Rubicon Project Lays Off 19%, Still Feeling the Pain From Header Bidding

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Rubicon Project said Wednesday during its third-quarter earnings call that it didn't capture as much revenue from marketers in the period because of this year's election, saying the presidential race caused many marketers to hesitate with their digital ad spend.

But the ad-tech power is still feeling the hurt as it was slow in pushing out its header bidding solution.

It announced a workforce reduction of 125 employees, or about 19% of its workforce, as it reported its results. The move should reduce future employee-related costs on an annual basis by approximately $18 million, it said.

The company's stock last quarter tumbled nearly 35% after it told investors that it had been slow in adopting a header bidding strategy. Generally speaking, header bidding is a technology that allows all of a publisher's partners to bid on ad inventory at the same time, which often translates to more money for publishers than the previous, so-called waterfall auctions that stopped when one group of bidders made a decent-enough offer.

Rubicon Project CEO Frank Addante said during the latest quarter's call that he was going to speak off script.

"Why don't we talk about how we got here," he told investors. "We established a dominant position in desktop display that was unthreatened. And we created a premium solution that was largely unthreatened. And like most companies that create a premium solution, that allows you the opportunity to raise prices over time. We did that."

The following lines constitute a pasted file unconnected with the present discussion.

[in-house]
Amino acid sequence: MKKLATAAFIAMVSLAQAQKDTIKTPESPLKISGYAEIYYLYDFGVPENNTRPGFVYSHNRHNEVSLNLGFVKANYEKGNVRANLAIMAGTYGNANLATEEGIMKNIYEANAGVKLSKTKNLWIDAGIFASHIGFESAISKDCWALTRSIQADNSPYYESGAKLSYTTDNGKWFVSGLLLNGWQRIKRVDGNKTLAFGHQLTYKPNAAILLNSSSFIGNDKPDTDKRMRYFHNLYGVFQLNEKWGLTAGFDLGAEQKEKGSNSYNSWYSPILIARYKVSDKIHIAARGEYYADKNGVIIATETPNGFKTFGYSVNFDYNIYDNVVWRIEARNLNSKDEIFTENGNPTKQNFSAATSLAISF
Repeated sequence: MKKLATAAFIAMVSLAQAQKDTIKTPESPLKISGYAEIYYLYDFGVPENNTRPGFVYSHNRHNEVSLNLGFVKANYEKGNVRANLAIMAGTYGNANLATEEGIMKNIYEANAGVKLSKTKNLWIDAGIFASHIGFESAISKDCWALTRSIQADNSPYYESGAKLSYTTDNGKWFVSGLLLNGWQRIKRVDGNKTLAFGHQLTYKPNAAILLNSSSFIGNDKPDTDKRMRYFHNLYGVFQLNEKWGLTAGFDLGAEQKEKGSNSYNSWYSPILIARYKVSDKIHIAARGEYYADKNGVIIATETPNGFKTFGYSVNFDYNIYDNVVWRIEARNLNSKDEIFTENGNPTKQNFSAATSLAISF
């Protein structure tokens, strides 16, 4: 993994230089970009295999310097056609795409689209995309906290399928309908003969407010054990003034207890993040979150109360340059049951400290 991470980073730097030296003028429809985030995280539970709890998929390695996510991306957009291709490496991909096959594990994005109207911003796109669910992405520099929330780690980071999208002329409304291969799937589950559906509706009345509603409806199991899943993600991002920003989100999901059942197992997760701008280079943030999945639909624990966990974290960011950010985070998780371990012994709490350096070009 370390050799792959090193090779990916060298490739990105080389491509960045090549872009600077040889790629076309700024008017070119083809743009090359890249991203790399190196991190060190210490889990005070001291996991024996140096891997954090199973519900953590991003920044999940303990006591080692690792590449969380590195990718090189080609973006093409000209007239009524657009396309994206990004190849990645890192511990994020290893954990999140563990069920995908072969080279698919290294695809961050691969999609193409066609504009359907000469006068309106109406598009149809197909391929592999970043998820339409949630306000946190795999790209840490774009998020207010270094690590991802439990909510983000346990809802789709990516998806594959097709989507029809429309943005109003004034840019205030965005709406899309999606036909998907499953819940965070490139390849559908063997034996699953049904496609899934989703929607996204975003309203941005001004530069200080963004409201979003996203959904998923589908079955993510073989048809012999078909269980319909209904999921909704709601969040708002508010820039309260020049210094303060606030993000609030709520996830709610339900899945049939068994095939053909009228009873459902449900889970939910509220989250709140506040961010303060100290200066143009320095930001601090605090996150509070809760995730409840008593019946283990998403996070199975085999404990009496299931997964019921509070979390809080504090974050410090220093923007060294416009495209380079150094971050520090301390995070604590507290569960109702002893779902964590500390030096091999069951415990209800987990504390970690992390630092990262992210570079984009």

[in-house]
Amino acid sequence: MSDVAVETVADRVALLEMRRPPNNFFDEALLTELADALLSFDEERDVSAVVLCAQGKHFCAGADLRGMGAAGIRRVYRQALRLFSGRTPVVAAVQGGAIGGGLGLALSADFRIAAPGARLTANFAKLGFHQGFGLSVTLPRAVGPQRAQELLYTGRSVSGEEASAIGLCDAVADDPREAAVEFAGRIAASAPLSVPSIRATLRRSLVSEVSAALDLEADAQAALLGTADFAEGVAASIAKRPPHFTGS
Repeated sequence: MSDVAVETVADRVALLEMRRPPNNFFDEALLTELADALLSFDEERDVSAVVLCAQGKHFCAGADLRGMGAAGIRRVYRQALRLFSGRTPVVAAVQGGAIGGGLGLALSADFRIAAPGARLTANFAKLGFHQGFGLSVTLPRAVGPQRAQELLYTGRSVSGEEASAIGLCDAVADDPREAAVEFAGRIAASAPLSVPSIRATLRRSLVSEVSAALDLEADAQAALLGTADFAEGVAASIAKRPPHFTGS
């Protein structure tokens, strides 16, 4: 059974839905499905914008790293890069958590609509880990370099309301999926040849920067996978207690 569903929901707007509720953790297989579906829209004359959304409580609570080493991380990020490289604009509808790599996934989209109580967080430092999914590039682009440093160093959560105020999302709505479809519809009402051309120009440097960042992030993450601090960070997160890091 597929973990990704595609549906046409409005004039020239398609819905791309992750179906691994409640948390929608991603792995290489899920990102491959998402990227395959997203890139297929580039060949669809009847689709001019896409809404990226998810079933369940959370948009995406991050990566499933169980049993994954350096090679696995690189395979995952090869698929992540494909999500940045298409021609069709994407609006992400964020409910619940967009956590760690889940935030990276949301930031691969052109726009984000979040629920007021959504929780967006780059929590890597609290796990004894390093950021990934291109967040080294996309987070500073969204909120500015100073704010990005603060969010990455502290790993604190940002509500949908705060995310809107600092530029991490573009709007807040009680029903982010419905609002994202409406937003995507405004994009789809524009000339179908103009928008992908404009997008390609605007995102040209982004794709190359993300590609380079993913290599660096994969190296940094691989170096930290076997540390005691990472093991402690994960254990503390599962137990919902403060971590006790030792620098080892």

As a result, upstart companies entered the market with a header bidding product and lower price point, which eventually ate away at some of Rubicon's market share, he said.

Mr. Addante said Rubicon Project will now price itself "competitively" to better compete with its newfound rivals.

"We won't compete on price alone," Mr. Addante said. "But we have to make sure we are competitively priced. Pricing can actually become a great lever for us to further capture market share."

Rubicon last year introduced its header bidding solution, called FastLane. But the company hopes to recapture its former glory by making an aggressive bet on bringing a header bidding solution to apps and video on a large scale, something that has yet to be achieved by any major ad tech platform. (The tech is predominantly practiced on websites.) Last month, the company poached a former Google executive to fill a new role meant to consolidate functions previously organized by client type.

FastLane now accounts for 16% of Rubicon Project's total managed revenue, up more than 10% for each month the last 6 months, the company said.

Still, Header bidding technology has nonetheless created a "short term challenge" for them, Mr. Addante said Wednesday, adding that it has "work to do" before it can increase its future outlook. It hopes to turn things around in the next quarter or two.

The company posted revenue GAAP revenue of $65.8 million, a 2% increase over the third quarter of 2015. Net income came in at $3.5 million, up 217% from the same quarter last year. The overall ad spending passing through Rubicon's systems declined 1% to $242.8 million, the company said.

The company's stock fell to $6.75, down about 12% from earlier in the day. Overall, its stock is down more than a 100% from last year.

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